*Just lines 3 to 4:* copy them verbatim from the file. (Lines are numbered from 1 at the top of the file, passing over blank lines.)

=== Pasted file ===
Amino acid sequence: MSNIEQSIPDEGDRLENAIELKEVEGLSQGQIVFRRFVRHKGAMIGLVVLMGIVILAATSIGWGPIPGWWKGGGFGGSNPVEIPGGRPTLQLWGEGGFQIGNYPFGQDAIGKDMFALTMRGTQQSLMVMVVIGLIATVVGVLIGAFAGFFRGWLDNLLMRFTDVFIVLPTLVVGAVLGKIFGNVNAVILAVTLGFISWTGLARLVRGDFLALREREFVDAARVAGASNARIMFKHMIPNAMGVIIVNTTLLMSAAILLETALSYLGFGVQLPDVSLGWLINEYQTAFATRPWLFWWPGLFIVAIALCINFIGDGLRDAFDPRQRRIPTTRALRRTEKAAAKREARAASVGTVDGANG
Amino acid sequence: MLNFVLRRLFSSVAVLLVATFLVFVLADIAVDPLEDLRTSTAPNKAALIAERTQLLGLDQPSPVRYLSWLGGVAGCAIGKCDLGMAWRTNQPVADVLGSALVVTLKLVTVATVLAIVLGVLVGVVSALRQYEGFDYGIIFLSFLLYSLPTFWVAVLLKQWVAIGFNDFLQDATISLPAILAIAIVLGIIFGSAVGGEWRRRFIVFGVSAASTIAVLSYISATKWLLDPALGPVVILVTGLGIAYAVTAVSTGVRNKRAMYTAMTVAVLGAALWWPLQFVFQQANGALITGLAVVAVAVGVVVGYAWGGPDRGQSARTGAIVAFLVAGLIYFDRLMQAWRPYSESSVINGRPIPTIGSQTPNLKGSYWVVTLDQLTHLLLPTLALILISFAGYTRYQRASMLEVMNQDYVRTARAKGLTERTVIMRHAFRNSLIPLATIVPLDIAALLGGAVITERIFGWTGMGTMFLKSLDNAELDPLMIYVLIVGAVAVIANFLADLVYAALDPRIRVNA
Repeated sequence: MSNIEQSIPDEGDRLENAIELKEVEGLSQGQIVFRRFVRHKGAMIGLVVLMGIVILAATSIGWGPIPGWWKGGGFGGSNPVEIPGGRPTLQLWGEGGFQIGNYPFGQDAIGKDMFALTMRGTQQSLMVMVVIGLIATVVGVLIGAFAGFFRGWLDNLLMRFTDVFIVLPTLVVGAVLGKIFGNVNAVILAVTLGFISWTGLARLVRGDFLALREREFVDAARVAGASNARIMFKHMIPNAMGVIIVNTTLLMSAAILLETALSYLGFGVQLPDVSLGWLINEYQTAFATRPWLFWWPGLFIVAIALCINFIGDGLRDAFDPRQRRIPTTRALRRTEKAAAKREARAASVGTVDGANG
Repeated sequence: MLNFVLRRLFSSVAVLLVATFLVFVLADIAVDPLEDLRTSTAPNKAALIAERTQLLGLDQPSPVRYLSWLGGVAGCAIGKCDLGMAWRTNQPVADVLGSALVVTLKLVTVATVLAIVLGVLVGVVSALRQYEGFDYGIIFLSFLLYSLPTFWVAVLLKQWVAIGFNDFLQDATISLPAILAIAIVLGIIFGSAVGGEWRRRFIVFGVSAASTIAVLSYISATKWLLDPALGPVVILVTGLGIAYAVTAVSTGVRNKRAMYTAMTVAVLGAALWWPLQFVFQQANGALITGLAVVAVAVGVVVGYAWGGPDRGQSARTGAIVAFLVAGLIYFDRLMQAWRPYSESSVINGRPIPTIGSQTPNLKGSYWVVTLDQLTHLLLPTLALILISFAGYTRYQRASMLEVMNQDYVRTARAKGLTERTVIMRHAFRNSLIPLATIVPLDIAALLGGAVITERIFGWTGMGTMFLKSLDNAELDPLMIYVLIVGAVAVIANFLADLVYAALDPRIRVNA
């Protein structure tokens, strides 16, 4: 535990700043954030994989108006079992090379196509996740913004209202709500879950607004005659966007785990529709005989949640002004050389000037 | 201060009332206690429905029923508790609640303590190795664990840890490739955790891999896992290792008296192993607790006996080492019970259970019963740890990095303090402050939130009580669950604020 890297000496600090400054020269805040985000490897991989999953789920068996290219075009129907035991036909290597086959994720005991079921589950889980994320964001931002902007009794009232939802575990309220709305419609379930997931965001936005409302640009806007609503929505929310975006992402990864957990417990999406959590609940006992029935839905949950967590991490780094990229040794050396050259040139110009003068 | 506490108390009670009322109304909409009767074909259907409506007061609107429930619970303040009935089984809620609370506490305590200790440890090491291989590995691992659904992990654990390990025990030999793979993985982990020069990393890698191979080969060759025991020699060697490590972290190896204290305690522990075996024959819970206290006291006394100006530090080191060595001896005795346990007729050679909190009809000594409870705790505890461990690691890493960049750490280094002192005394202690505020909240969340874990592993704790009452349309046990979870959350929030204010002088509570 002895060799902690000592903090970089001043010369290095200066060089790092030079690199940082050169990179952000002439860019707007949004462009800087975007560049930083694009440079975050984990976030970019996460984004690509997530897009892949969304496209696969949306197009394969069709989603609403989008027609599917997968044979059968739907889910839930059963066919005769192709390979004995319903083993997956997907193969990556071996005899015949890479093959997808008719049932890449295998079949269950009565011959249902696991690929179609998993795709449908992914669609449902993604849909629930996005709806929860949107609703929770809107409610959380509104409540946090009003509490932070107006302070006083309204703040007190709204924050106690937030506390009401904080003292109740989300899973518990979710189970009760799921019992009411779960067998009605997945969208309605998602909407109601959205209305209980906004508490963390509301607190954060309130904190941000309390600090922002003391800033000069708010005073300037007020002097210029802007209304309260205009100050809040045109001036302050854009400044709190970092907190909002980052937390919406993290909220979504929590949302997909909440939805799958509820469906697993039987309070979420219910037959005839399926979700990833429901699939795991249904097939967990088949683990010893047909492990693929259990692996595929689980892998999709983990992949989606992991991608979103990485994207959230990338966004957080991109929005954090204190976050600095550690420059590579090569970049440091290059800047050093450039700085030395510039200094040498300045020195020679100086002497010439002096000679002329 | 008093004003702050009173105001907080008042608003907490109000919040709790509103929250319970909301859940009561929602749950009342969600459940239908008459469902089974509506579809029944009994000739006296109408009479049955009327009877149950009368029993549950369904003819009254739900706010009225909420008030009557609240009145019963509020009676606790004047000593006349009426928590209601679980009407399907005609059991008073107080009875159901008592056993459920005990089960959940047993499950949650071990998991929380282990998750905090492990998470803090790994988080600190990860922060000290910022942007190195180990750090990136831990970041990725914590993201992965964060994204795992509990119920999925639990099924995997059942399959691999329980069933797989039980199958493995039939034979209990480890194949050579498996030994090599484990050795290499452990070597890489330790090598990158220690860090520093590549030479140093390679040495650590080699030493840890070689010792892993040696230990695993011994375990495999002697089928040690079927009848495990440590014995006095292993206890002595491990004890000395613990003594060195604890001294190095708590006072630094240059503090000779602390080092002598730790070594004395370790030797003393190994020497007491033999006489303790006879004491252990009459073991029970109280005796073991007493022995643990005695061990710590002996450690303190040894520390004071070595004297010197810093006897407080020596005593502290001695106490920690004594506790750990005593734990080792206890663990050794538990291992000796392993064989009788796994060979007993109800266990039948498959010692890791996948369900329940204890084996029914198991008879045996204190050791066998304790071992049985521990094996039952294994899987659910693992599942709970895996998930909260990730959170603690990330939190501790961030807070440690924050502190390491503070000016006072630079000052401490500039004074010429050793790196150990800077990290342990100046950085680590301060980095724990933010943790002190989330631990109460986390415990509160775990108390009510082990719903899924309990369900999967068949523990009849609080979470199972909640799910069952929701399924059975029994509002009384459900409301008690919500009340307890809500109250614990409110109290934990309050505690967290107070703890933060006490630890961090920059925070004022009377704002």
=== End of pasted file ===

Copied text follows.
Repeated sequence: MSNIEQSIPDEGDRLENAIELKEVEGLSQGQIVFRRFVRHKGAMIGLVVLMGIVILAATSIGWGPIPGWWKGGGFGGSNPVEIPGGRPTLQLWGEGGFQIGNYPFGQDAIGKDMFALTMRGTQQSLMVMVVIGLIATVVGVLIGAFAGFFRGWLDNLLMRFTDVFIVLPTLVVGAVLGKIFGNVNAVILAVTLGFISWTGLARLVRGDFLALREREFVDAARVAGASNARIMFKHMIPNAMGVIIVNTTLLMSAAILLETALSYLGFGVQLPDVSLGWLINEYQTAFATRPWLFWWPGLFIVAIALCINFIGDGLRDAFDPRQRRIPTTRALRRTEKAAAKREARAASVGTVDGANG
Repeated sequence: MLNFVLRRLFSSVAVLLVATFLVFVLADIAVDPLEDLRTSTAPNKAALIAERTQLLGLDQPSPVRYLSWLGGVAGCAIGKCDLGMAWRTNQPVADVLGSALVVTLKLVTVATVLAIVLGVLVGVVSALRQYEGFDYGIIFLSFLLYSLPTFWVAVLLKQWVAIGFNDFLQDATISLPAILAIAIVLGIIFGSAVGGEWRRRFIVFGVSAASTIAVLSYISATKWLLDPALGPVVILVTGLGIAYAVTAVSTGVRNKRAMYTAMTVAVLGAALWWPLQFVFQQANGALITGLAVVAVAVGVVVGYAWGGPDRGQSARTGAIVAFLVAGLIYFDRLMQAWRPYSESSVINGRPIPTIGSQTPNLKGSYWVVTLDQLTHLLLPTLALILISFAGYTRYQRASMLEVMNQDYVRTARAKGLTERTVIMRHAFRNSLIPLATIVPLDIAALLGGAVITERIFGWTGMGTMFLKSLDNAELDPLMIYVLIVGAVAVIANFLADLVYAALDPRIRVNA